Not long ago Abbie Durkee and I became connected around a theme central to both our lives – women in cycling. Abbie’s experience in cycling brought her to believe that the greatest constraint for women to begin cycling is the clothes. Determined to make a change, My Alibi was born. Abbie’s passion for creating women’s clothing that truly compliments a cycling lifestyle is apparent in every stitch.
My Alibi pieces are comfortable, well made and flexible and show us that riding a bike does not have to be spandex clad and complicated. After bringing us the Bloomers adding “the functionality of bike shorts to your wardrobe disguised in a feminine fit that hides perfectly under all your styles“, My Alibi is now embarking on a mission to create a full line of women’s clothing to encourage cycling.
With just six days to go, My Alibi has a Kickstarter campaign to raise the funds necessary to bring these goods to market. We really love what Abbie is doing and stand behind her efforts to give women more options for cycling fashion. This is a great opportunity to see this vision become a reality. By contributing to the Kickstarter campaign you will have the opportunity to pre-order some snazzy My Alibi pieces.
We took a few minutes to get Abbie’s perspective on clothing line and the challenges she faces in getting production off the ground.
GBL: What is the philosophy behind your approach to dressing to ride?
AD: It should be easy to retain your style. As women we project our personalities through our wardrobe, that shouldn’t change just to jump on a bike.
GBL: What gap do you see in women’s cycling gear that you are attempting to fill?
AD: Functional apparel that transfers into lifestyle wear. To me this is the key to living a bike integrated lifestyle.
1. By bringing high end performance features: moisture management fabric with high durability, yet soft supple hand to create comfort that you find in lifestyle apparel.
2. Creating products that bring a touch of feminine style that is classic (basic) enough to mix and mingle with a whole spectrum of personal styles so that women can retain their own personal fashion sense with the comfort to be confident in any setting on and off the bike.
3. Designed by a women, focused on feminine fits that flatter the variety of feminine figures. Creating sizing that reaches more women. There is something for everyone in the line.
4. Quality that lasts beyond a season with timeless style. As a woman that rides I find I am very hard the clothing I ride in. By using the highest quality fabrics and constructions I am creating products that stand the test of time (not only on the bike but easy care too! I can’t even tell you how many bike clothes we have ‘accidentally’ ruined by drying on hot… This is not the death of My Alibi products!!!)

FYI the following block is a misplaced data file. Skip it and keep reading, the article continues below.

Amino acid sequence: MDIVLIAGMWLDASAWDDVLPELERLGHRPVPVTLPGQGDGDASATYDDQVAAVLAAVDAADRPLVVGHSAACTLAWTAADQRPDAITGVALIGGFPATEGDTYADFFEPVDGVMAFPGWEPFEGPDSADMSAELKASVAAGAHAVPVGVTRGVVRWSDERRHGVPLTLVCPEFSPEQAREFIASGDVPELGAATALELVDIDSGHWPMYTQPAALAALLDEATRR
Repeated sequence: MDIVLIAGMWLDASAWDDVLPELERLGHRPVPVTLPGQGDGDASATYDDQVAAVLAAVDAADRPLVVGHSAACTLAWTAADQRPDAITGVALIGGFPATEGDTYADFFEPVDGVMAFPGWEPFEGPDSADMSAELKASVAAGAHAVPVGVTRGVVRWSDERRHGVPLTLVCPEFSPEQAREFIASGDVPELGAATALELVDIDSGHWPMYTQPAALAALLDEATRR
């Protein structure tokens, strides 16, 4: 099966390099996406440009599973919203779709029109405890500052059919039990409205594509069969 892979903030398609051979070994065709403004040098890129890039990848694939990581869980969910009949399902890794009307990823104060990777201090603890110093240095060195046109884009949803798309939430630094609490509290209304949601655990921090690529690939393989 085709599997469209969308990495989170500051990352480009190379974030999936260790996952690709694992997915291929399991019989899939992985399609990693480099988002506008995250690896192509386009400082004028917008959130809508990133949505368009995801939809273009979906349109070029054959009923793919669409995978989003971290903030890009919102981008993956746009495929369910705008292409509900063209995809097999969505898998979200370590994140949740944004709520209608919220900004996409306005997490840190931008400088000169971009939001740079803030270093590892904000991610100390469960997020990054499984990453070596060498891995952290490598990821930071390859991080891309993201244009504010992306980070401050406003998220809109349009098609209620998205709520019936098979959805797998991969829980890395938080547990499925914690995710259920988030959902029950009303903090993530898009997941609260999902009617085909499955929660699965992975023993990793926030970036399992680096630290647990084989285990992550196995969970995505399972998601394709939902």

5. Sustainability. Keeping earth conscious practices in mind at every step of the process, I believe are values that my customers can stand behind and feel good about supporting. Socially responsible production (living wage), environmental awareness (no dumping or excess waste), continually staying on the cutting edge of Green Practices.
6. Reaching women in mainstream by continually educating to inspire the bike for social change
GBL: As a woman, pushing a women’s cycling product what challenges do you face?
AD: Raising capital in a bad economy. I have launched this Kickstarter Campaign to not only allow my community to get involved and help me make this season’s production happen, but to allow them to show their excitement for the new products by pre-ordering them NOW. Unfortunately, this message is really difficult to get across. If I could sell 100 reversible skirts this week on pre-order, the investors will see this as proof of market. If I could sell 1000 it would allow me to retain enough ownership of my business to bring another 20 products to market next year.
Getting support from the bike community. It is mind boggling how few “cyclists” have come on board to support my work with My Alibi. I would think the leaders of the industry would see that I am helping to take cycling mainstream, that it will have an effect on industry numbers but many take it as a criticism of the spandex world. I am a racer. I wear a cycling kit too. It’s just that I understand every woman is not going to wear a kit and doesn’t need to. And there are times in every female cyclists life when they are going to want the comfort of a chamois without the full gear.
GBL: How can we encourage more women to ride bikes?
AD: By offering them comfortable quality styles that fit well, work well on the bike, flatter their figures, help them remain looking and feeling feminine, THAT they will wear for many activities in their active lives, I hope to inspire women to feel more confident and beautiful on their bikes so that they realize just how much impact pedaling a little will have on their lives. I love to say that my favorite testimonial is that most of my customers that need a new skirt say, it is not because it wore out, they just got smaller.
As women who ride bikes for many reasons – health, fun, competition and transportation we agree that there is a greater need for attention to women’s casual cycling gear. And we can’t think of a better advocate to help lead the charge! Don’t forget to check out the My Alibi Kickstarter before January 22!
By Sarai Snyder – Founder, Girl Bike Love, advocate for bloomers.